Yael T. Abouhalkah

March 31, 2014

Ignore Sam Brownback’s hype: His own advisers concede Kansas economy is falling behind

A new report contains bad news for Kansans, for Gov. Sam Brownback’s re-election campaign and for all the Republicans who embrace tax cuts as the answer for everything. Oh, and it’s good news for Democratic gubernatorial candidate Paul Davis.

A new report contains bad news for Kansans, for Gov. Sam Brownback’s re-election campaign and for all the Republicans who embrace tax cuts as the answer for everything.

Oh, and it’s good news for Democratic gubernatorial candidate Paul Davis, who wants to unseat Brownback this year and restore some sanity to the state’s tax policies.

A new report from within Brownback’s own administration indicates that tax cuts in Kansas, which took effect in 2013, are not boosting the state’s economy. (Here’s the mission of that group

.)

Indeed, the state is not keeping up with the rest of the nation and a group of six neighboring states in a number of key statistical areas.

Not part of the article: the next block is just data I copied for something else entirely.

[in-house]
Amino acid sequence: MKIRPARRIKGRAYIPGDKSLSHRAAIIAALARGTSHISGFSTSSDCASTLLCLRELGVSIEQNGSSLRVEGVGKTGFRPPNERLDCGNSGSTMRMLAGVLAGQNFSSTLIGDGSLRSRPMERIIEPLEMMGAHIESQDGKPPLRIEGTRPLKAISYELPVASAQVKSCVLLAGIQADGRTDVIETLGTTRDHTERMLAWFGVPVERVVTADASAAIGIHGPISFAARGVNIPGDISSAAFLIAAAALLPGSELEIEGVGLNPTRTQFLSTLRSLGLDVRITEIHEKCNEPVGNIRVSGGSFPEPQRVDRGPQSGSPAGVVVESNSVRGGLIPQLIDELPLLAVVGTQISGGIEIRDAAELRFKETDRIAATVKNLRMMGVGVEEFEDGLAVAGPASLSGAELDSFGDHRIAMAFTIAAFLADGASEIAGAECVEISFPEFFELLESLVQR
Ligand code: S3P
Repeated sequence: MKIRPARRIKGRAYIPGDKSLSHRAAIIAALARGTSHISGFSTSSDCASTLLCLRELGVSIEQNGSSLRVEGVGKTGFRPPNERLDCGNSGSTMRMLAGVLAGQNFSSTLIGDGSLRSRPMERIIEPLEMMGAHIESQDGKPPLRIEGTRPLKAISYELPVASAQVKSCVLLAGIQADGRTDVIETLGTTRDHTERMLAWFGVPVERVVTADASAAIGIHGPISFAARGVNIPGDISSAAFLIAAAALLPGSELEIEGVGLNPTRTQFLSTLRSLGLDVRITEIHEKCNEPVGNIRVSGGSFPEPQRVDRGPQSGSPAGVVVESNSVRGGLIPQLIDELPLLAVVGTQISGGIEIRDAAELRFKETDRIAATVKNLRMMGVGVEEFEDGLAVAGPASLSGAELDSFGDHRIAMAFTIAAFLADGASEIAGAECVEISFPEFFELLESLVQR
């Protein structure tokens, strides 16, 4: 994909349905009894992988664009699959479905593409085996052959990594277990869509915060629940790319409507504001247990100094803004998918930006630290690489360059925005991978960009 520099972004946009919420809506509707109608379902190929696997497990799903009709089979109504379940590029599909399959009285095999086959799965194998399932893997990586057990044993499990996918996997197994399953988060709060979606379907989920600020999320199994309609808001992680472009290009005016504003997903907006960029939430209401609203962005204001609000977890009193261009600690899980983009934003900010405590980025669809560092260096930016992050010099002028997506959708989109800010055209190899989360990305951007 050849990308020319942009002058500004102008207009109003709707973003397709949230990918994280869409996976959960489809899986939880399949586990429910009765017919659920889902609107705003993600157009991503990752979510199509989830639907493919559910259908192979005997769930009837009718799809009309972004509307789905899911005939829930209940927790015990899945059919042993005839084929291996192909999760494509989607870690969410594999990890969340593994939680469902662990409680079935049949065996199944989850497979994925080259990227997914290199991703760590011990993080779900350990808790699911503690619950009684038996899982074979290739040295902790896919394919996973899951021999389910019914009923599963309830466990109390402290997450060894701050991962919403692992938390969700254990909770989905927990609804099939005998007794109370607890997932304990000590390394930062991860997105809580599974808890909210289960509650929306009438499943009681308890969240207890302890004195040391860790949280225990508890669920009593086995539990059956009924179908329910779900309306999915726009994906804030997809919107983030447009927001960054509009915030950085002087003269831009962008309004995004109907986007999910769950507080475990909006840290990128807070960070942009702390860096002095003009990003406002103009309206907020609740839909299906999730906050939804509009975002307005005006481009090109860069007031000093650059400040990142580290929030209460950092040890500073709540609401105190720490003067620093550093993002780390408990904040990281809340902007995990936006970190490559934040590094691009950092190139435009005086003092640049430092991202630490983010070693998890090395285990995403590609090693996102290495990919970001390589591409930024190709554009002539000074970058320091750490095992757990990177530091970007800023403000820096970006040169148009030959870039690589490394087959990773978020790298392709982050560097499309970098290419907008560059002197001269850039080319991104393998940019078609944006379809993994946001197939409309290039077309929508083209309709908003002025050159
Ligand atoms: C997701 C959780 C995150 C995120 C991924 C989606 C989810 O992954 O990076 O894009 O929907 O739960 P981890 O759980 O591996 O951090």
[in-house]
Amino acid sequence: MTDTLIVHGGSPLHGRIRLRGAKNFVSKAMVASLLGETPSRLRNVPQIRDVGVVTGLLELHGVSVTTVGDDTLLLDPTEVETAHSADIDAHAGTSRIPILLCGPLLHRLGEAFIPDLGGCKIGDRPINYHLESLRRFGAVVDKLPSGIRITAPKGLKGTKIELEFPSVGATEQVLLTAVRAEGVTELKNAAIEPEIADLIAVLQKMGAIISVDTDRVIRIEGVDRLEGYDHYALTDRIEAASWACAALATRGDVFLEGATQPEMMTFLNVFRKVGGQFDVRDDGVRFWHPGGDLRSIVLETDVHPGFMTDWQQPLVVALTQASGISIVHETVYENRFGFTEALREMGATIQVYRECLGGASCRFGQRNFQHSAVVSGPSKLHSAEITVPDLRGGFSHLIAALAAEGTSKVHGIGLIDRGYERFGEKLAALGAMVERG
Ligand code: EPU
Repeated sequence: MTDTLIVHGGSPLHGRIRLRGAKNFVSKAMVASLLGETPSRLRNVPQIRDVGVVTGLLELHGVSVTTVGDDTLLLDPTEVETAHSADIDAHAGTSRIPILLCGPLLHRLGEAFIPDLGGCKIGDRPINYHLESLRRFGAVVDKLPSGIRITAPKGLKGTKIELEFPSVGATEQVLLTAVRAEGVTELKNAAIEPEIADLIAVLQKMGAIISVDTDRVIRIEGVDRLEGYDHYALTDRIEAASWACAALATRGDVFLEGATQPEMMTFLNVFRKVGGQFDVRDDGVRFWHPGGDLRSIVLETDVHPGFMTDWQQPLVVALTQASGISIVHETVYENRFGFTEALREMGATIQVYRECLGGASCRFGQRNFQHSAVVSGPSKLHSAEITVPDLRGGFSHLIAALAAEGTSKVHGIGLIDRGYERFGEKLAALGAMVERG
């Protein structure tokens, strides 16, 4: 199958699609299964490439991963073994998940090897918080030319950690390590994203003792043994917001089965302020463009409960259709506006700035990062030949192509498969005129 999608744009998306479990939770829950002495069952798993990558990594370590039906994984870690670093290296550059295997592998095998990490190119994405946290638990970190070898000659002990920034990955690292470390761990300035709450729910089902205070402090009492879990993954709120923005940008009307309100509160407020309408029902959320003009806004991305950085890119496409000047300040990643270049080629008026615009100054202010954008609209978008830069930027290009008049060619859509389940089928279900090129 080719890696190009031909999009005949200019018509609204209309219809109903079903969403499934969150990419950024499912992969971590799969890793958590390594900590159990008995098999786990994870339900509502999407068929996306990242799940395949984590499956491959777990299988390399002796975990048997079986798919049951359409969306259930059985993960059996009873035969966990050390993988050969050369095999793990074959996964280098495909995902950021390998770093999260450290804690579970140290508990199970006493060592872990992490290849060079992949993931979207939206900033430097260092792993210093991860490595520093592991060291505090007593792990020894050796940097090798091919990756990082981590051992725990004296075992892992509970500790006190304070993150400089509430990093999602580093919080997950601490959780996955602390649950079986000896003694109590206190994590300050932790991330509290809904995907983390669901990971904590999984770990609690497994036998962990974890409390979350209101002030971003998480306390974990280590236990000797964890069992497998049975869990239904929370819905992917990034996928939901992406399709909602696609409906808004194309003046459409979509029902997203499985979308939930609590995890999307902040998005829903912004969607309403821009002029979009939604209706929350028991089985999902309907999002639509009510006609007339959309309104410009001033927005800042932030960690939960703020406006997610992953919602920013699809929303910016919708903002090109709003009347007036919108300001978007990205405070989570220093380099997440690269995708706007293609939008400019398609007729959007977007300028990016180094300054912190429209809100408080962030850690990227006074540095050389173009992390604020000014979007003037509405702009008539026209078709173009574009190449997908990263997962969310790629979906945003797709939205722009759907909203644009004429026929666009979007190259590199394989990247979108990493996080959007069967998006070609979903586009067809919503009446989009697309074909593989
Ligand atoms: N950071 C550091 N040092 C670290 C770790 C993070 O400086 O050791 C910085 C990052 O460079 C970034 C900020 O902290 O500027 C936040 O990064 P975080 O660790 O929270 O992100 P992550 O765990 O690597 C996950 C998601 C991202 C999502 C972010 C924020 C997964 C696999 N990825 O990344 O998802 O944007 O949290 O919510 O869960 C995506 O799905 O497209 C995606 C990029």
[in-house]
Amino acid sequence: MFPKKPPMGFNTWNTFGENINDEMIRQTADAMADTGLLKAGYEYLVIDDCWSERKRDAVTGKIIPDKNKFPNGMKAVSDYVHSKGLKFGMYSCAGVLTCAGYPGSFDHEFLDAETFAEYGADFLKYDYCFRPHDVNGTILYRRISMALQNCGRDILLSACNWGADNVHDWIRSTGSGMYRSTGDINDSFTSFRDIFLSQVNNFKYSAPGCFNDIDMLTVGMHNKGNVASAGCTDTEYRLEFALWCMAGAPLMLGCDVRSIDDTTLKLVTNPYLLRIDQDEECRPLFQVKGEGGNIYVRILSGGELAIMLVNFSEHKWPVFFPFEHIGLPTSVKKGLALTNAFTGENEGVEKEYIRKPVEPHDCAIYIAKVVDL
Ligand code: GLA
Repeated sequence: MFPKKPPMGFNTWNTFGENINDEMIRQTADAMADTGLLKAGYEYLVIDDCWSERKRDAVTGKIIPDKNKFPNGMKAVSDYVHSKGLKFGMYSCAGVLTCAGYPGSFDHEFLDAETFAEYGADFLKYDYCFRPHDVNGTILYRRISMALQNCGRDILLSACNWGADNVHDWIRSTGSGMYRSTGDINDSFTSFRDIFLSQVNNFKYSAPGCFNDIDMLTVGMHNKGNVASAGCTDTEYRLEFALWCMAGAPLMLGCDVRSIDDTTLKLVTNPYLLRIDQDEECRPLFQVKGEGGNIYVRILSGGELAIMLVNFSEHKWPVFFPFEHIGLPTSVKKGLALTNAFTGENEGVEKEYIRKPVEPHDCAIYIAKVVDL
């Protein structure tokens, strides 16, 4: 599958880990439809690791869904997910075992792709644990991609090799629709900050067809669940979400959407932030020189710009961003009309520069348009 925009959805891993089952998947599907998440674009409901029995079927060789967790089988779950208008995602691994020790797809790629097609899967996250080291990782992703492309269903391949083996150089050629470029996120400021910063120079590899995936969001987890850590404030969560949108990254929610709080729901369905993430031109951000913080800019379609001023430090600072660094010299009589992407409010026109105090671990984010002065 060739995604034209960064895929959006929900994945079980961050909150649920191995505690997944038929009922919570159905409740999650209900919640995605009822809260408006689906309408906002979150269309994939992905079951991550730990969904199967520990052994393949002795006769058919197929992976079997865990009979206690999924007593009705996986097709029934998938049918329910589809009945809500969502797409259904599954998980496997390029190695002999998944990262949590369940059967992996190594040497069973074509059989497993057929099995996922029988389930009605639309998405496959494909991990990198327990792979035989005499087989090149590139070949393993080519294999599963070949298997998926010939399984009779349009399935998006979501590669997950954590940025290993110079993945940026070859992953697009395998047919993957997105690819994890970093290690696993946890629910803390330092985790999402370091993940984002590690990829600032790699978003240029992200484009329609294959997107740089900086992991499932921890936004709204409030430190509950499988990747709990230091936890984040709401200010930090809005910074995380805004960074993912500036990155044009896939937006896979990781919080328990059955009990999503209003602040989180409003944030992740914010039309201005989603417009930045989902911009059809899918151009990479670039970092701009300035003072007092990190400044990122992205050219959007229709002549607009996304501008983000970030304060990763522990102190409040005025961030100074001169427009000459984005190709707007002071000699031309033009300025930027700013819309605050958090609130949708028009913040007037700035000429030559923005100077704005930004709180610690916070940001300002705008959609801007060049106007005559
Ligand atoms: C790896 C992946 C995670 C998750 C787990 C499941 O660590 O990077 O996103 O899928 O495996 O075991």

The March report reviews trends in the Kansas economy over the last year and over a five-year period. The document is worth reading for a couple of reasons.

First, it comes from the Governor’s Council of Economic Advisors. That’s not a group anyone can claim is out to undermine or attack the governor. Instead, it looks at the facts, as it should, in several areas. In fact,

Brownback is the chairman of the group

.

Second, it paints an unvarnished truth that should be a great concern to all Kansans who care about the state’s future. And it’s a truth that Democrats are likely to pounce on as they run against Brownback and other Republicans in the Legislature this fall.

Some of the main takeaways show that Kansas lags the six-state neighbors and the United States when it comes to growth over the last year (when Brownback has been in charge) in:

• Private industry wages

• Private sector employment growth

• Per capita personal income

• State gross domestic product

• Population

Kansas is behind the region in personal income growth but ahead of the U.S. average.

And Kansas stands out in the growth of building permits.

But that’s hardly enough to overcome the fact that Kansas is now trailing other states in key economic areas, all within the time frame of when the recent tax cuts have been in place.

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